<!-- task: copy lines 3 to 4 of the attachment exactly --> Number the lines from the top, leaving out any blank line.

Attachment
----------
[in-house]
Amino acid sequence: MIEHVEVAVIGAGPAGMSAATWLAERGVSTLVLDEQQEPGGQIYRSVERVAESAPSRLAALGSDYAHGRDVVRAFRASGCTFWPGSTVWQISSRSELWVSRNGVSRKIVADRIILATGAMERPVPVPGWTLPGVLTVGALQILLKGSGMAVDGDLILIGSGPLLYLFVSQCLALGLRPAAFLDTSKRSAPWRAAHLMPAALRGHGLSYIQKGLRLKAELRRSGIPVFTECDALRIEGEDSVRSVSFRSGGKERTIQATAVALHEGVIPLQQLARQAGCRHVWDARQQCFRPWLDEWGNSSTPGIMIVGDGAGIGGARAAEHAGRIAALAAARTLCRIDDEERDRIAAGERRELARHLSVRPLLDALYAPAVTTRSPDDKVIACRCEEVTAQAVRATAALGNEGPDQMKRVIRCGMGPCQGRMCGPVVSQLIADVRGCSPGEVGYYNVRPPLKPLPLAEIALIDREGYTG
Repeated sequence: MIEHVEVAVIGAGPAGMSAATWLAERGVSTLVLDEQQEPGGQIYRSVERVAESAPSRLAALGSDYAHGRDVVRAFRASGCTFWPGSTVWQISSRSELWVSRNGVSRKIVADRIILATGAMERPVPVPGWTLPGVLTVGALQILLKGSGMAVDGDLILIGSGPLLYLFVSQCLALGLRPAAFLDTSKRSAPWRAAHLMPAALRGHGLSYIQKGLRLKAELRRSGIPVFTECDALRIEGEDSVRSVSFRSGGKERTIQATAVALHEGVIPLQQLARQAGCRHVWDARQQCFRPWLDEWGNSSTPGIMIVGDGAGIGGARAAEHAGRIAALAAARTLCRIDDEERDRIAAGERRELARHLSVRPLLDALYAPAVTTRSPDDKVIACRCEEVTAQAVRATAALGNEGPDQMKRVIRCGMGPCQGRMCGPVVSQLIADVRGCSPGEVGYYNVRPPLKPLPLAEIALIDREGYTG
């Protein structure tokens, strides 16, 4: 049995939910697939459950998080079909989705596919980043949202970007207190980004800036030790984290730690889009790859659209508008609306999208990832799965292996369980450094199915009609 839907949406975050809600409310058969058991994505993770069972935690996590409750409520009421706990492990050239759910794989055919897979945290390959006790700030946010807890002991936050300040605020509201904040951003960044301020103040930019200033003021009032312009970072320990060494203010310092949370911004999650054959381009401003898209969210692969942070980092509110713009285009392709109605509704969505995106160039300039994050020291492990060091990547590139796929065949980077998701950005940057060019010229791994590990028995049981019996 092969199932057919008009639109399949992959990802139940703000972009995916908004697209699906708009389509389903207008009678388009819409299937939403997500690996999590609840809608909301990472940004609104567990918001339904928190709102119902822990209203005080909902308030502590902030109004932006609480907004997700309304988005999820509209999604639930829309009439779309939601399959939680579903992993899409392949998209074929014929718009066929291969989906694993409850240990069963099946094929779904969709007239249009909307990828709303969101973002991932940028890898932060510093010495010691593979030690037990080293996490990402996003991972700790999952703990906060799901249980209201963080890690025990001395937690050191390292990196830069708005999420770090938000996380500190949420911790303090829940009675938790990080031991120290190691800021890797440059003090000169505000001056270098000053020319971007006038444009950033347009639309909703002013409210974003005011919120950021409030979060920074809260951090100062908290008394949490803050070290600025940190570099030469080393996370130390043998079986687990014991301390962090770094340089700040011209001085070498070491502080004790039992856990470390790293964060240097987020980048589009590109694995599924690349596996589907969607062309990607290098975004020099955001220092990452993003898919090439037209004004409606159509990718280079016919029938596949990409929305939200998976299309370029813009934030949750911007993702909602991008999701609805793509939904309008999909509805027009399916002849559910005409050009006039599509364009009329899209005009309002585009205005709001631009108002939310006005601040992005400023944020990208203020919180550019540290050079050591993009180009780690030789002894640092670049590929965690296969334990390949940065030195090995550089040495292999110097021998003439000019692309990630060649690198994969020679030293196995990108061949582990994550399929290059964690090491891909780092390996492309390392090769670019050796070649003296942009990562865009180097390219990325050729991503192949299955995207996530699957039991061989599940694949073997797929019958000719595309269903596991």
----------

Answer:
Repeated sequence: MIEHVEVAVIGAGPAGMSAATWLAERGVSTLVLDEQQEPGGQIYRSVERVAESAPSRLAALGSDYAHGRDVVRAFRASGCTFWPGSTVWQISSRSELWVSRNGVSRKIVADRIILATGAMERPVPVPGWTLPGVLTVGALQILLKGSGMAVDGDLILIGSGPLLYLFVSQCLALGLRPAAFLDTSKRSAPWRAAHLMPAALRGHGLSYIQKGLRLKAELRRSGIPVFTECDALRIEGEDSVRSVSFRSGGKERTIQATAVALHEGVIPLQQLARQAGCRHVWDARQQCFRPWLDEWGNSSTPGIMIVGDGAGIGGARAAEHAGRIAALAAARTLCRIDDEERDRIAAGERRELARHLSVRPLLDALYAPAVTTRSPDDKVIACRCEEVTAQAVRATAALGNEGPDQMKRVIRCGMGPCQGRMCGPVVSQLIADVRGCSPGEVGYYNVRPPLKPLPLAEIALIDREGYTG
């Protein structure tokens, strides 16, 4: 049995939910697939459950998080079909989705596919980043949202970007207190980004800036030790984290730690889009790859659209508008609306999208990832799965292996369980450094199915009609 839907949406975050809600409310058969058991994505993770069972935690996590409750409520009421706990492990050239759910794989055919897979945290390959006790700030946010807890002991936050300040605020509201904040951003960044301020103040930019200033003021009032312009970072320990060494203010310092949370911004999650054959381009401003898209969210692969942070980092509110713009285009392709109605509704969505995106160039300039994050020291492990060091990547590139796929065949980077998701950005940057060019010229791994590990028995049981019996 092969199932057919008009639109399949992959990802139940703000972009995916908004697209699906708009389509389903207008009678388009819409299937939403997500690996999590609840809608909301990472940004609104567990918001339904928190709102119902822990209203005080909902308030502590902030109004932006609480907004997700309304988005999820509209999604639930829309009439779309939601399959939680579903992993899409392949998209074929014929718009066929291969989906694993409850240990069963099946094929779904969709007239249009909307990828709303969101973002991932940028890898932060510093010495010691593979030690037990080293996490990402996003991972700790999952703990906060799901249980209201963080890690025990001395937690050191390292990196830069708005999420770090938000996380500190949420911790303090829940009675938790990080031991120290190691800021890797440059003090000169505000001056270098000053020319971007006038444009950033347009639309909703002013409210974003005011919120950021409030979060920074809260951090100062908290008394949490803050070290600025940190570099030469080393996370130390043998079986687990014991301390962090770094340089700040011209001085070498070491502080004790039992856990470390790293964060240097987020980048589009590109694995599924690349596996589907969607062309990607290098975004020099955001220092990452993003898919090439037209004004409606159509990718280079016919029938596949990409929305939200998976299309370029813009934030949750911007993702909602991008999701609805793509939904309008999909509805027009399916002849559910005409050009006039599509364009009329899209005009309002585009205005709001631009108002939310006005601040992005400023944020990208203020919180550019540290050079050591993009180009780690030789002894640092670049590929965690296969334990390949940065030195090995550089040495292999110097021998003439000019692309990630060649690198994969020679030293196995990108061949582990994550399929290059964690090491891909780092390996492309390392090769670019050796070649003296942009990562865009180097390219990325050729991503192949299955995207996530699957039991061989599940694949073997797929019958000719595309269903596991």